Regional bank BancorpSouth Corp., which is building a new headquarters for its local operations in River Ranch, said profit in 2013's second quarter rose less than 1 percent from the same three months of 2012, as an early-retirement buyout drove up costs.
TUPELO, Miss. (AP) — Regional bank BancorpSouth Corp. said profit in 2013's second quarter rose less than 1 percent from the same three months of 2012, as an early-retirement buyout drove up costs.
BancorpSouth, which is building a new headquarters for its Lafayette operations in River Ranch, posted quarterly profit of $20.8 million, or 22 cents per share Tuesday, up slightly from $20.6 million or 22 cents per share in 2012's second quarter. Without a $10.9 million charge for the buyouts, earnings would have risen by 7 cents per share.
Analysts polled by FactSet had estimated 24 cents per share, on average.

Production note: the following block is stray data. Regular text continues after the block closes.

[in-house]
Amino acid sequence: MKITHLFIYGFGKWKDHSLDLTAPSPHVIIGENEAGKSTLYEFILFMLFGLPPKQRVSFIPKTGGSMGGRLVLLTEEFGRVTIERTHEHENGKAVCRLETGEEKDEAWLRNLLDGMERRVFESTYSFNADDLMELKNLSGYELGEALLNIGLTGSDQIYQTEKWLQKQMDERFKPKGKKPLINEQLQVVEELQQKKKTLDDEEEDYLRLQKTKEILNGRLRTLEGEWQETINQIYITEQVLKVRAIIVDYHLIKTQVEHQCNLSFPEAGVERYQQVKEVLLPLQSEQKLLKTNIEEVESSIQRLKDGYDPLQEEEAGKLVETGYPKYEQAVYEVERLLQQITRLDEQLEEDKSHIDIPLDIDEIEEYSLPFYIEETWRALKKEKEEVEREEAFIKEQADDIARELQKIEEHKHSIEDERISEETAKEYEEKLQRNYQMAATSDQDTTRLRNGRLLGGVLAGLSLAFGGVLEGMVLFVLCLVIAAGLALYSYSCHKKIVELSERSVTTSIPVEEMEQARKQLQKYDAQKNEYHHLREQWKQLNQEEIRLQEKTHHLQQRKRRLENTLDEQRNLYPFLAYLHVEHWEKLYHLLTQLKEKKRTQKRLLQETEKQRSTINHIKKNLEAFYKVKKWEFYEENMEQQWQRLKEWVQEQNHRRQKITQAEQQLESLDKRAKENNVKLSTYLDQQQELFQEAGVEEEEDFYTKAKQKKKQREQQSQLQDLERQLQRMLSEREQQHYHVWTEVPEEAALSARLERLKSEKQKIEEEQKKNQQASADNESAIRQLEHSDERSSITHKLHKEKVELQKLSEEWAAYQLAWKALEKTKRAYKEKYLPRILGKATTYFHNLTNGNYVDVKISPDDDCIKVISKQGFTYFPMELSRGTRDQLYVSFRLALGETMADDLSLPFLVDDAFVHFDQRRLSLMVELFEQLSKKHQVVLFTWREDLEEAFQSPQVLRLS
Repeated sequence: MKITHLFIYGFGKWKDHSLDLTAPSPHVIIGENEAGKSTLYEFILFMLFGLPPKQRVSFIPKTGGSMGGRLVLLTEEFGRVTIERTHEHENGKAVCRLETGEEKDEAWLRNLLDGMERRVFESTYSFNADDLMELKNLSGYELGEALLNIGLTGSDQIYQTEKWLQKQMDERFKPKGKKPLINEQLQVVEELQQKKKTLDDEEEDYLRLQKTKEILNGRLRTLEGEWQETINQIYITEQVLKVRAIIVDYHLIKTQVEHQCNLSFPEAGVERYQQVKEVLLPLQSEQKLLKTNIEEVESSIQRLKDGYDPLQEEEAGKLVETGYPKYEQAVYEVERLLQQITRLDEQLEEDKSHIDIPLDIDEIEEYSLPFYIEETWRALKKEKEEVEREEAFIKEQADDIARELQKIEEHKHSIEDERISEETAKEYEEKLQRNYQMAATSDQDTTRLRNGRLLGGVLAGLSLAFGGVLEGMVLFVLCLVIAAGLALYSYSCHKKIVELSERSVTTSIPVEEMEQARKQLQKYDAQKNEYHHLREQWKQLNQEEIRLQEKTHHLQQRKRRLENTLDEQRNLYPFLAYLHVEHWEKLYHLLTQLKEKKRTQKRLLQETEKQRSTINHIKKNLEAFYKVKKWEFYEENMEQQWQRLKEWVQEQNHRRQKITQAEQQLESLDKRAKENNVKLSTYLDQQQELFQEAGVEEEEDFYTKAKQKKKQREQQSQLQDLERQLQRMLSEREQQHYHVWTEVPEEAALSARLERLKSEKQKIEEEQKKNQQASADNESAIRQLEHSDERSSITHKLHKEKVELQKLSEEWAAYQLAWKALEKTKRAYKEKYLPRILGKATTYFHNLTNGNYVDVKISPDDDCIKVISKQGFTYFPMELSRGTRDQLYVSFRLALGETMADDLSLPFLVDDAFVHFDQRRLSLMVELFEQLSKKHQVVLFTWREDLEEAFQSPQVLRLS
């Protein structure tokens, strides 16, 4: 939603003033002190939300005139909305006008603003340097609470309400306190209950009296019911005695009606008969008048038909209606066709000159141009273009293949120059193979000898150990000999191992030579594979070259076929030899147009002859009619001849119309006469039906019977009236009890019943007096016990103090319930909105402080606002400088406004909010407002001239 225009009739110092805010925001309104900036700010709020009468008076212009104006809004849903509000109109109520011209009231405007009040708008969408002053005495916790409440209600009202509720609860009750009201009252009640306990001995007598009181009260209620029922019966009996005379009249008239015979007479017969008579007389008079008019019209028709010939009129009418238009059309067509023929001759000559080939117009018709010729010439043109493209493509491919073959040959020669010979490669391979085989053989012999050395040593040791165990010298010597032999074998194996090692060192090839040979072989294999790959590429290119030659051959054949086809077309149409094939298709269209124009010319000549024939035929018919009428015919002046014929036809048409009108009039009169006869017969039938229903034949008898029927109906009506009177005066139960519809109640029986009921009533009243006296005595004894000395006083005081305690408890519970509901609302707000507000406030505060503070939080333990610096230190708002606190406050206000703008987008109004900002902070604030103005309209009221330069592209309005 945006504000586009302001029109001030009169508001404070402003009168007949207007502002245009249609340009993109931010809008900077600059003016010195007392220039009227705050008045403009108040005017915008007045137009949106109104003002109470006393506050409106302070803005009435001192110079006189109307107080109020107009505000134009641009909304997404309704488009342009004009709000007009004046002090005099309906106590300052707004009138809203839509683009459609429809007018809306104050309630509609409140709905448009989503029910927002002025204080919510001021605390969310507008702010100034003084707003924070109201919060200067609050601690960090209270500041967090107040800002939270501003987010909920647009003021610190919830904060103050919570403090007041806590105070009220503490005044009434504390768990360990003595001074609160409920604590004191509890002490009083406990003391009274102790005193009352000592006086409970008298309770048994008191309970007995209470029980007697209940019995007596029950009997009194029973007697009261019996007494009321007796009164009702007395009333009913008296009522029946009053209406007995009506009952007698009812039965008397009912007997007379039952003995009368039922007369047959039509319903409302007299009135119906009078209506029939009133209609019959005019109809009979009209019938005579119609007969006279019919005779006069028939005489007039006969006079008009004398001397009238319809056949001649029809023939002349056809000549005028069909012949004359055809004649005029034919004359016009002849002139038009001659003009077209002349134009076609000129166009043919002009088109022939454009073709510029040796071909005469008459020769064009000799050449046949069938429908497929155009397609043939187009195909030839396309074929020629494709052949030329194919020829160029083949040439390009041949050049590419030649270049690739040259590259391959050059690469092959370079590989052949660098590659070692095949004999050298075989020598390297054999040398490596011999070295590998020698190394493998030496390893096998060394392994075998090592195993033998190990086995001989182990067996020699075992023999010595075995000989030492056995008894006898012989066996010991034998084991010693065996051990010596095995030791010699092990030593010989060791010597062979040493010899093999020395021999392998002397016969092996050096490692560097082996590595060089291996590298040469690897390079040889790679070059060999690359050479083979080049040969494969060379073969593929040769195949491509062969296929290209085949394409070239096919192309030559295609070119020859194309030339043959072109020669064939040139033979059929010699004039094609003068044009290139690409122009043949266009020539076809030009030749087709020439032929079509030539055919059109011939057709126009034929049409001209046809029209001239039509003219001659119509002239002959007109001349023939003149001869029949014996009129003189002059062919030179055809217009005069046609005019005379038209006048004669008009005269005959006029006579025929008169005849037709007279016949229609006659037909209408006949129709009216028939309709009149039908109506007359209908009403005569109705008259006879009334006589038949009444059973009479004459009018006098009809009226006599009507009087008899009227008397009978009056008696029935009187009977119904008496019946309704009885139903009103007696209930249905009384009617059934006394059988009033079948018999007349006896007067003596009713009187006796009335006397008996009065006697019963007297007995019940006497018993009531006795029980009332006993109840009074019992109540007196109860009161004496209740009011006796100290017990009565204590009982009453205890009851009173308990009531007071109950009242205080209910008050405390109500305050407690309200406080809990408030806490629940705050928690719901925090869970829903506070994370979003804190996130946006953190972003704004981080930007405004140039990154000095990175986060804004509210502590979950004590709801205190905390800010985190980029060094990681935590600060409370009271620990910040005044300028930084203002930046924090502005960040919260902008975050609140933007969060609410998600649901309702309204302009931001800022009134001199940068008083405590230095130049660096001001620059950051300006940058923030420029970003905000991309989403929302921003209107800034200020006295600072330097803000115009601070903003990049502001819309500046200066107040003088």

BancorpSouth said it would also redeem $125 million trust preferred securities in the third quarter, using $75 million in cash and borrowing $50 million. Redeeming the securities is projected to save $9.1 million a year in interest costs, about the same yearly savings as the employee buyouts.
CEO Dan Rollins said the two moves position the bank for growth.
"Much progress was made during the second quarter toward improving our cost structure and turning our attention toward growth," Rollins said in a statement.
The company set aside $3 million for future bad loans, down from $6 million a year ago. BancorpSouth said loans increased by $97.2 million, or 1.1 percent, from the first quarter of 2013, the first time loans have grown over the most recent quarter in more than three years.
BancorpSouth's return on assets fell to 0.63 percent. That key measure of profitability has bounced around in recent quarters at the bank, and it trails statewide and national averages. In 2013's first quarter, BancorpSouth had return on assets of 0.64 percent, compared to 0.84 percent for all banks based in Mississippi and 1.12 percent for all banks nationwide.